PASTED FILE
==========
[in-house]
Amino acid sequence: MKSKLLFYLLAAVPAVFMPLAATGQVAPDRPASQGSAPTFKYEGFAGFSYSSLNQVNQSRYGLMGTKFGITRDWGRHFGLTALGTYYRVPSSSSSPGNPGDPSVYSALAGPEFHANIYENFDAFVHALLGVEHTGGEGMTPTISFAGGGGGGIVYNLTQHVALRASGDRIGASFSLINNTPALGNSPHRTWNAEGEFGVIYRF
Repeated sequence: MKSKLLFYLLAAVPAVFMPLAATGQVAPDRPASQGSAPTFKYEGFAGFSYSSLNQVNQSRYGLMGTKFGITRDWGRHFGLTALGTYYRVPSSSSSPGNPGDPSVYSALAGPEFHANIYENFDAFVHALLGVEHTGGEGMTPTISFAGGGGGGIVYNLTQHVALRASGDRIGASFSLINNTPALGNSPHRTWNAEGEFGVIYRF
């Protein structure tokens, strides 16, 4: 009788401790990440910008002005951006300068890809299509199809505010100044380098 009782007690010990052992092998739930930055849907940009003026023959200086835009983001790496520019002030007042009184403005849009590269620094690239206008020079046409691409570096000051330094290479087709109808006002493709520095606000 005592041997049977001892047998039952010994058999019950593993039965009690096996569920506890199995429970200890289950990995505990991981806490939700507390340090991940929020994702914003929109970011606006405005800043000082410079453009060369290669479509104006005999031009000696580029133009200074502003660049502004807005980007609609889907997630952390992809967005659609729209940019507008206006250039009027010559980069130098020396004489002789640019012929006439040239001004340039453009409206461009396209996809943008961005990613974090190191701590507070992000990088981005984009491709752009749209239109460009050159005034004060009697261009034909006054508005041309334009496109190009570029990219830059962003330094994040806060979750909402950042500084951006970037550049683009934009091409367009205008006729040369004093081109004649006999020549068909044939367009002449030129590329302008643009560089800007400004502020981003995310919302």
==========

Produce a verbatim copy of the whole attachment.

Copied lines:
[in-house]
Amino acid sequence: MKSKLLFYLLAAVPAVFMPLAATGQVAPDRPASQGSAPTFKYEGFAGFSYSSLNQVNQSRYGLMGTKFGITRDWGRHFGLTALGTYYRVPSSSSSPGNPGDPSVYSALAGPEFHANIYENFDAFVHALLGVEHTGGEGMTPTISFAGGGGGGIVYNLTQHVALRASGDRIGASFSLINNTPALGNSPHRTWNAEGEFGVIYRF
Repeated sequence: MKSKLLFYLLAAVPAVFMPLAATGQVAPDRPASQGSAPTFKYEGFAGFSYSSLNQVNQSRYGLMGTKFGITRDWGRHFGLTALGTYYRVPSSSSSPGNPGDPSVYSALAGPEFHANIYENFDAFVHALLGVEHTGGEGMTPTISFAGGGGGGIVYNLTQHVALRASGDRIGASFSLINNTPALGNSPHRTWNAEGEFGVIYRF
């Protein structure tokens, strides 16, 4: 009788401790990440910008002005951006300068890809299509199809505010100044380098 009782007690010990052992092998739930930055849907940009003026023959200086835009983001790496520019002030007042009184403005849009590269620094690239206008020079046409691409570096000051330094290479087709109808006002493709520095606000 005592041997049977001892047998039952010994058999019950593993039965009690096996569920506890199995429970200890289950990995505990991981806490939700507390340090991940929020994702914003929109970011606006405005800043000082410079453009060369290669479509104006005999031009000696580029133009200074502003660049502004807005980007609609889907997630952390992809967005659609729209940019507008206006250039009027010559980069130098020396004489002789640019012929006439040239001004340039453009409206461009396209996809943008961005990613974090190191701590507070992000990088981005984009491709752009749209239109460009050159005034004060009697261009034909006054508005041309334009496109190009570029990219830059962003330094994040806060979750909402950042500084951006970037550049683009934009091409367009205008006729040369004093081109004649006999020549068909044939367009002449030129590329302008643009560089800007400004502020981003995310919302």